I came to realize that many of my fears that I became aware of in my fourth step (and thought had been removed) were still present and were leading me into resentment and causing problems in my current relationships. I was also able to see the brokenness of others whom I felt harmed by and was able to move into a place of compassion. I then became vulnerable with these people, which led to the same healing process in them. Praise God!
Jesus My Redeemer: Risen in Glory
In the Gospel, Christ appears to His disciples when they had locked themselves up out of “fear of the Jews” (See John 20). Resurrected in all His glory, Jesus shows them His wounds and they receive the Holy Spirit. Their fear is promptly wiped away and they end up proclaiming God’s glory to Thomas.
But for Thomas that was not enough. He had to experience the wounds of Christ for himself. So what does Jesus do? He re-appears to the disciples (with Thomas present) and invites Thomas not just to look at His wounds; Jesus invites Thomas into His wounds! Thomas is immediately moved to a profession of faith by saying, “My Lord and my God!”
I always viewed this Gospel from the viewpoint of doubt. I would ask, “Where am I doubting God in my life?” What I came to realize is that Jesus is very much leading by example in this Gospel. In the last week, I realized that healing is not the removal of my wounds. Healing is becoming glorified in those wounds in a way that they no longer have power over me. Christ overcame death, but His wounds remain and they continue to call others to conversion.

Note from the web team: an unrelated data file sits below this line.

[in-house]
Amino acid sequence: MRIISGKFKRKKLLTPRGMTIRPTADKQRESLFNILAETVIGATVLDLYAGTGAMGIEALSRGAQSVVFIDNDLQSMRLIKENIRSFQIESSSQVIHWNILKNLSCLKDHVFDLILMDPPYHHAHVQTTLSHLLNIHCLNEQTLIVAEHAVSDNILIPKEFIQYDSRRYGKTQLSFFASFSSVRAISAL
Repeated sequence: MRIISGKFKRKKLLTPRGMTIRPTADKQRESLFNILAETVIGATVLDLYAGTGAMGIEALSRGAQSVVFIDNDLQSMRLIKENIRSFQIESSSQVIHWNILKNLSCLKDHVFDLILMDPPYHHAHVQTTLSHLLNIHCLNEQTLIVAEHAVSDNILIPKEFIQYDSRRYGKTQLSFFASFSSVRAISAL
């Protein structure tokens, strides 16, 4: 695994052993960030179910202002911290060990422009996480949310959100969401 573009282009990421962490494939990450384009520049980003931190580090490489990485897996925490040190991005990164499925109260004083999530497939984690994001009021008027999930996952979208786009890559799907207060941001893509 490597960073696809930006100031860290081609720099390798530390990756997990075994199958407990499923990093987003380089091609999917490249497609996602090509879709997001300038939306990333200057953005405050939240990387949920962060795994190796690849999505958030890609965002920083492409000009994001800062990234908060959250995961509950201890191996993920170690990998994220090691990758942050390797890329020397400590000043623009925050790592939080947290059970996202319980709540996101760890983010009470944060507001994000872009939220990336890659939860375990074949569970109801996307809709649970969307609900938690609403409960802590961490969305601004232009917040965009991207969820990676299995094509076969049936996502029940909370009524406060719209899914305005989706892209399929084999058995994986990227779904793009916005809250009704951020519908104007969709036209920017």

In order to be more Christ-like I need to be more honest with myself, realize that these wounds are there (and likely always will be), not allow them to have power over me, and then use them to call others to greater conversion. As recovering addicts, we get to experience this in a major way when we work the Twelve Steps continuously in our lives.
Jonathan Hicks has been in recovery from drugs and alcohol since 2010. The Catholic faith has always been part of his recovery. He found freedom from his addiction in modeling Christ through service to others through 12-step groups, homeless shelters, soup kitchens, food pantries, youth ministry, and really any other outlet he could find. He is a strong believer in the power of Christian fellowship in recovery.